Between Washington and Du Bois
The Racial Politics of James Edward Shepard
Reginald K. Ellis
Southern Conference on African American Studies, Inc. C. Calvin Smith Book Award
“An important contribution to the study of African American presidents in higher education”—Journal of American History
“Ellis’s book contributes to the trend of questioning the framework of the long civil rights movement. . . . Readers interested in the decisions of race leaders who wielded influence in the Jim Crow South will appreciate this book.”—Journal of Southern History
"Resurrects from the annals of history James Edward Shepard, one of the most understudied yet important black college administrators and race leaders of the twentieth century. Ellis recounts how Shepard successfully navigated the halls of power within both black and white circles to fund his institution, and in doing so, Ellis challenges the notion that strategies of racial uplift can be neatly delineated as accommodationist or radical."—Crystal R. Sanders, author of A Chance for Change: Head Start and Mississippi’s Black Freedom Struggle
"Provides a deep exploration of black higher education and its uneasy relationship with white politicians in the Jim Crow South. Always the pragmatist, Shepard, sometimes wisely and at other times unwisely, implemented strategies to establish and sustain important educational institutions in a major southern state."—Dennis C. Dickerson, author of African American Preachers and Politics: The Careys of Chicago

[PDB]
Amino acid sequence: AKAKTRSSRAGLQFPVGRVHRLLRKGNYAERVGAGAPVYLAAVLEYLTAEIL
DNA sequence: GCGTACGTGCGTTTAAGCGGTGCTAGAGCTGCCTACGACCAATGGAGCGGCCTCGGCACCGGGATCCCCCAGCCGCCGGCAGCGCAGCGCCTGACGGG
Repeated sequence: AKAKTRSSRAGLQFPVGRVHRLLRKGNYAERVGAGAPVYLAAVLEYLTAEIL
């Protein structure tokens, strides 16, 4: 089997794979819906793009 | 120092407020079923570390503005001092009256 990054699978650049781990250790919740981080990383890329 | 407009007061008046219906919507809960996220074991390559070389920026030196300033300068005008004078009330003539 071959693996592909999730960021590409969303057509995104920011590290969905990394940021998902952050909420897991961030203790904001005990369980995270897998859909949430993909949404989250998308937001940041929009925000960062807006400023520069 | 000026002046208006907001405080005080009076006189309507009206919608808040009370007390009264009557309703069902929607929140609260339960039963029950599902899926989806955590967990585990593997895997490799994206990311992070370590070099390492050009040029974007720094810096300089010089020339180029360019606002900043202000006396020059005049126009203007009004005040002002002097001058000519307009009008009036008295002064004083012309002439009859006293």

Between Washington and Du Bois describes the life and work of James Edward Shepard, the founder and president of the first state-supported black liberal arts college in the South--what is today known as North Carolina Central University. Arguing that black college presidents of the early twentieth century were not only academic pioneers but also race leaders, Reginald Ellis shows how Shepard played a vital role in the creation of a black professional class during the Jim Crow era.
Rather than focusing on vocational skills, like Booker T. Washington, or emphasizing the liberal arts exclusively, as did W. E. B. Du Bois, Shepard steered a course between these two perspectives by considering the most practical ways to make higher education available to African Americans. At times he accommodated his state’s segregationist regime in order to keep his school open and funded. Yet he never lost sight of his goal of radical racial uplift. Shepard’s story illustrates the gradualist strategy used by many of his peers in academic leadership who successfully navigated the currents of southern white supremacy and northern black radicalism.
Reginald K. Ellis is associate professor of history at Florida A&M University.
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C. Calvin Smith Book Award - 2018
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